DVD: My Name is Earl Season 2
With a concept for a show like My Name is Earl, the show is either going to fail dismally or just get better with each episode. Fortunately for those of us who appreciate the whacky, ‘Earl falls into the latter category. And, with its second season hitting DVD shelves and the third is starting to air (in the US), if you aren’t on board yet, right now is about as good of a time as ever!
If you are unfamiliar with the show, then quite simply it’s a story of a man seeking redemption for a life of (mostly petty) wrong doings. Fortunately Earl isn’t a vampire, so he didn’t have to set up a detective agency to achieve this. Instead, Earl made a list of all the things that he’d done wrong in his life and, one by one, he finds a way to make up for them… His name is Earl.
I wont even attempt to hide the fact that I’m a huge fan of this show. So it goes without saying that I enjoyed every single second of the time I spent re-watching the episodes on this DVD set. I used to resist the notion that you ‘got more’ out of a series when you watched it in a marathon sitting, but watching ‘Earl’s second season in this manner I was able to pick up bucket loads of call-back gags that I’d missed when I watched the episode the first time… weeks apart.
Over the two seasons that have so far aired the shows creator, Greg Garcia, and the My Name is Earl writing staff have managed to weave together a community of regular, recurring and guest characters — many of whom appeared in a fantastic ‘COPS’ stye episode, which is included in this collection — and Earl’s relationship with these people makes for some fantastic karma riddled moments. Some of the guest stars even return for the commentary tracks on the DVDs – of which almost half of the episodes on the discs are accompanied by.
I’ve expressed before that I’m something of a DVD commentary snob: I realise that not every commentary can be a master-class in film making, but I do usually prefer to hear production information and explanations about how particular elements of a movie (or show) is produced. I do however, also understand that after the first couple of episode commentaries that stale ‘movies 101’ style jargon is going to get pretty boring: Well, the commentary tracks on the My Name is Earl season 2 set are anything but boring, for the most part they are lots of fun and usually feature one or two of the cast members and a couple of members of the production crew.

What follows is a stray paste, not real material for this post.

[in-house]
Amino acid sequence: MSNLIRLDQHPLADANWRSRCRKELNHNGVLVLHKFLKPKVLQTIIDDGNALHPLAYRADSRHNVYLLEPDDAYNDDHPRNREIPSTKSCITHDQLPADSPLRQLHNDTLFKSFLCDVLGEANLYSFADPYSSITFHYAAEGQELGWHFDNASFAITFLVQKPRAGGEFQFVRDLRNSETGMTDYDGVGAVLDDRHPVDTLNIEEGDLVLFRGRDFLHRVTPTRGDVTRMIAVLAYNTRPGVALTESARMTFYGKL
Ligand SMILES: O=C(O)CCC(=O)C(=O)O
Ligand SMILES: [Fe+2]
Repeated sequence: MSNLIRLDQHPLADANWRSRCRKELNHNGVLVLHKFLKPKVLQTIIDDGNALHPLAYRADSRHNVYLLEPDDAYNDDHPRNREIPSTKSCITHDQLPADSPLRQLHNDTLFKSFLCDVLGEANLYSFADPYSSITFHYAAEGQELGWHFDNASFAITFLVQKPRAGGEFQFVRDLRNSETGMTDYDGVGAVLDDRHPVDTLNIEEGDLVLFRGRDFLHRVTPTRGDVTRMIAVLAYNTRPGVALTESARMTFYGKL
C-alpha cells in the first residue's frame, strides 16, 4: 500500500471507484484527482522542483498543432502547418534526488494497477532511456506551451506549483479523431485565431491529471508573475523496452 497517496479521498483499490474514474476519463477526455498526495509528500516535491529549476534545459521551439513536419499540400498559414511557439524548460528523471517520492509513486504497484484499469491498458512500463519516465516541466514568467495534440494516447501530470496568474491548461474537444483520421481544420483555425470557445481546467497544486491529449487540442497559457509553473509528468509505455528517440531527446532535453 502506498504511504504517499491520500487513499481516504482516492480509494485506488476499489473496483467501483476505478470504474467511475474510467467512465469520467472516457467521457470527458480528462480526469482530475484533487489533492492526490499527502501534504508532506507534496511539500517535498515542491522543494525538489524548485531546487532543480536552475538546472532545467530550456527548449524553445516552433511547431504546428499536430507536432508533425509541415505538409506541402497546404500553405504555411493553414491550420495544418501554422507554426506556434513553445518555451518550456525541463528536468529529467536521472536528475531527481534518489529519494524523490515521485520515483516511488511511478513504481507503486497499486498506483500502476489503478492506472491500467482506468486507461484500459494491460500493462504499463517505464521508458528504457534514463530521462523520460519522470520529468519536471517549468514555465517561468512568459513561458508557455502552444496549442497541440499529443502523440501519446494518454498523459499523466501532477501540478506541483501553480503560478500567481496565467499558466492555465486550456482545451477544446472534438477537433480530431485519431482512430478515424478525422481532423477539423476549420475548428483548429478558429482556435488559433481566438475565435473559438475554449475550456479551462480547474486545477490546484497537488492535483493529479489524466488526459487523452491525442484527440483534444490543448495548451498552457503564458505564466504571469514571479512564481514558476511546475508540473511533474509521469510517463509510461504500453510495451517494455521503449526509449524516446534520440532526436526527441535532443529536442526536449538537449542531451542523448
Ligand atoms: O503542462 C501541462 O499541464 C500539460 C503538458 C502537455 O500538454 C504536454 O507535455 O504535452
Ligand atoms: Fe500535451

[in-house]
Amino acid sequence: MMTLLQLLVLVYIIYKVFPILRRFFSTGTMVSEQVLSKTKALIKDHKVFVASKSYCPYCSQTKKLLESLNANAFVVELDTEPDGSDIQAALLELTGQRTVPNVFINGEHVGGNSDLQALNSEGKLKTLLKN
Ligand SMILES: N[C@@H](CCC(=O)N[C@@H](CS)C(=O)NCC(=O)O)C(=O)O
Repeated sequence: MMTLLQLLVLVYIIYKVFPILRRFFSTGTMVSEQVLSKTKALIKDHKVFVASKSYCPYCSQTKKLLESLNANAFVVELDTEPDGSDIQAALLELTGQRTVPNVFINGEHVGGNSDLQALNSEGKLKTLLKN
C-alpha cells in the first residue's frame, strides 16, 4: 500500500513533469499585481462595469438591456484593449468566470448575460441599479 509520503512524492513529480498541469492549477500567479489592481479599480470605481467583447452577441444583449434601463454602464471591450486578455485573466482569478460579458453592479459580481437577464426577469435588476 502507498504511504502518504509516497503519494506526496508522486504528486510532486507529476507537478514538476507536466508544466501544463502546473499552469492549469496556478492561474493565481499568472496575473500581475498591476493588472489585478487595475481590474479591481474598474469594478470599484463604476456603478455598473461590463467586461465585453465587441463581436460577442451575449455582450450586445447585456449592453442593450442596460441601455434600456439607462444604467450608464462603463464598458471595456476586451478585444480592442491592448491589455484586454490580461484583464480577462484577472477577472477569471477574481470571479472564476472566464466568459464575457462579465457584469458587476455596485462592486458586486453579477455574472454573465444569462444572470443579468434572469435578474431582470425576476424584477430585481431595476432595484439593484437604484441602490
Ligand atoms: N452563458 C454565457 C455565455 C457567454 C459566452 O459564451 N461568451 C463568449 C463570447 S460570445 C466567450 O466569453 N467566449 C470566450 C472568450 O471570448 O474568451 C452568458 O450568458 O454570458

As with The Family Guy DVD, there’s a clear sense that the DVD set has been put together with the fans in mind: Extras like the deleted scenes (and there are stacks of them) and an extremely cool ‘making of’ doco (which MORE than makes up for the lack of technical information in the commentary tracks) and possibly the funniest blooper reel I’ve seen in a while. However nothing indicates more how in touch Greg Garcia is with fans of the show than the commentary track which accompanies the episode “Kept a Guy Locked in a Truck”.
Without giving the back story away, during the episode “Kept a Guy Locked in a Truck”, a character (now dead) is seen making a post in the forums at televisionwithoutpity.com, what makes this particularly awesome is that, not only did the post actually appear on the televisionwithoutpity.com forums BEFORE the episode aired, but Garcia had been posting there for months, leaving a trail of bread-crumbs for fans of the show to discover once the show (which wasn’t even in production when he started posting) had aired. To top it off Garcia invited two of the site’s regulars to come in and join the commentary team for that episode and fortunately they do a great job of adding to the texture of the track by asking some cool fan questions and relaying some stories of their own.
My mother informed me on the phone the other night, that she doesn’t like this show, but I bet I could turn her into a fan with a couple of the episodes in this season. The My Name is Earl season two DVD set is available to purchase now and, provided you’re a fan of whacky humour (and not my mum) then this is one to look out for.